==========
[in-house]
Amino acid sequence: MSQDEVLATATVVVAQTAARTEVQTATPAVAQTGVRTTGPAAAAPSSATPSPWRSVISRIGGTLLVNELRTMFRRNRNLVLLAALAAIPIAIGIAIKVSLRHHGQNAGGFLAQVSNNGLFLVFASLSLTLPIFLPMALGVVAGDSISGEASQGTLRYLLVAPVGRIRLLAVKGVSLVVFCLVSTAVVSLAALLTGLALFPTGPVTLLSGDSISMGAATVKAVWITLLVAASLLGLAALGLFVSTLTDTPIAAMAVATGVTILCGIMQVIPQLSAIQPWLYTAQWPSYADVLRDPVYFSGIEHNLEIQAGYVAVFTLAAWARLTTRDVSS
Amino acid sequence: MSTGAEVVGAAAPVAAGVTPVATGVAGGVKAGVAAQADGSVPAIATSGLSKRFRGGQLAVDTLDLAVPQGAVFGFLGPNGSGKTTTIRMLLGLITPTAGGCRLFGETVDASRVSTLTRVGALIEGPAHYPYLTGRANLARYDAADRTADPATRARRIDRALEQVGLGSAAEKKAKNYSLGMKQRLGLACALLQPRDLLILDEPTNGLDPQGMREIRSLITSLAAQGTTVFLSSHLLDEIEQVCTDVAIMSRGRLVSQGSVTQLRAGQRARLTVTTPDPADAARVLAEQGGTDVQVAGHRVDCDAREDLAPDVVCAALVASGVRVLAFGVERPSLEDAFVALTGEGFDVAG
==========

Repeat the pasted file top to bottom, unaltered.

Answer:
[in-house]
Amino acid sequence: MSQDEVLATATVVVAQTAARTEVQTATPAVAQTGVRTTGPAAAAPSSATPSPWRSVISRIGGTLLVNELRTMFRRNRNLVLLAALAAIPIAIGIAIKVSLRHHGQNAGGFLAQVSNNGLFLVFASLSLTLPIFLPMALGVVAGDSISGEASQGTLRYLLVAPVGRIRLLAVKGVSLVVFCLVSTAVVSLAALLTGLALFPTGPVTLLSGDSISMGAATVKAVWITLLVAASLLGLAALGLFVSTLTDTPIAAMAVATGVTILCGIMQVIPQLSAIQPWLYTAQWPSYADVLRDPVYFSGIEHNLEIQAGYVAVFTLAAWARLTTRDVSS
Amino acid sequence: MSTGAEVVGAAAPVAAGVTPVATGVAGGVKAGVAAQADGSVPAIATSGLSKRFRGGQLAVDTLDLAVPQGAVFGFLGPNGSGKTTTIRMLLGLITPTAGGCRLFGETVDASRVSTLTRVGALIEGPAHYPYLTGRANLARYDAADRTADPATRARRIDRALEQVGLGSAAEKKAKNYSLGMKQRLGLACALLQPRDLLILDEPTNGLDPQGMREIRSLITSLAAQGTTVFLSSHLLDEIEQVCTDVAIMSRGRLVSQGSVTQLRAGQRARLTVTTPDPADAARVLAEQGGTDVQVAGHRVDCDAREDLAPDVVCAALVASGVRVLAFGVERPSLEDAFVALTGEGFDVAG